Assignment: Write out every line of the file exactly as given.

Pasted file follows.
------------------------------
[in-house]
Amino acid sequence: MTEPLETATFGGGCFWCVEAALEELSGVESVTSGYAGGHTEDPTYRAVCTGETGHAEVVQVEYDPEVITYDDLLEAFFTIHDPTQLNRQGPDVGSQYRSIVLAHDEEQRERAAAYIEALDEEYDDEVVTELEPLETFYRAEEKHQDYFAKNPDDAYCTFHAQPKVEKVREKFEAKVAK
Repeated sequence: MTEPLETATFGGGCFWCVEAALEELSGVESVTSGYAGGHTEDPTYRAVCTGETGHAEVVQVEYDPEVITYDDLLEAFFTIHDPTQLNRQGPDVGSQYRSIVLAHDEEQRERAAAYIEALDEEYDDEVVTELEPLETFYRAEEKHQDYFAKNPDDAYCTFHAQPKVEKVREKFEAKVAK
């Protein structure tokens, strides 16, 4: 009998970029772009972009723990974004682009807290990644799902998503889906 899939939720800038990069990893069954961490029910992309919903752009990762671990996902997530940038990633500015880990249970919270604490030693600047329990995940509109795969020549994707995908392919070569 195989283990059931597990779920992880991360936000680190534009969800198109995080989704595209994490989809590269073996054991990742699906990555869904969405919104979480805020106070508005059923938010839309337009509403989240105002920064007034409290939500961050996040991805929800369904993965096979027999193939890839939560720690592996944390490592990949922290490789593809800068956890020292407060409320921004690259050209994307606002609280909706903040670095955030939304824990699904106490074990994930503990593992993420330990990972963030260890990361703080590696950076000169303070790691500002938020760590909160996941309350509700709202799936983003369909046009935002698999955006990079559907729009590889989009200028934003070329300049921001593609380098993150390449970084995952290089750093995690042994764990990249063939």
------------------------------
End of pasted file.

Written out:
[in-house]
Amino acid sequence: MTEPLETATFGGGCFWCVEAALEELSGVESVTSGYAGGHTEDPTYRAVCTGETGHAEVVQVEYDPEVITYDDLLEAFFTIHDPTQLNRQGPDVGSQYRSIVLAHDEEQRERAAAYIEALDEEYDDEVVTELEPLETFYRAEEKHQDYFAKNPDDAYCTFHAQPKVEKVREKFEAKVAK
Repeated sequence: MTEPLETATFGGGCFWCVEAALEELSGVESVTSGYAGGHTEDPTYRAVCTGETGHAEVVQVEYDPEVITYDDLLEAFFTIHDPTQLNRQGPDVGSQYRSIVLAHDEEQRERAAAYIEALDEEYDDEVVTELEPLETFYRAEEKHQDYFAKNPDDAYCTFHAQPKVEKVREKFEAKVAK
């Protein structure tokens, strides 16, 4: 009998970029772009972009723990974004682009807290990644799902998503889906 899939939720800038990069990893069954961490029910992309919903752009990762671990996902997530940038990633500015880990249970919270604490030693600047329990995940509109795969020549994707995908392919070569 195989283990059931597990779920992880991360936000680190534009969800198109995080989704595209994490989809590269073996054991990742699906990555869904969405919104979480805020106070508005059923938010839309337009509403989240105002920064007034409290939500961050996040991805929800369904993965096979027999193939890839939560720690592996944390490592990949922290490789593809800068956890020292407060409320921004690259050209994307606002609280909706903040670095955030939304824990699904106490074990994930503990593992993420330990990972963030260890990361703080590696950076000169303070790691500002938020760590909160996941309350509700709202799936983003369909046009935002698999955006990079559907729009590889989009200028934003070329300049921001593609380098993150390449970084995952290089750093995690042994764990990249063939």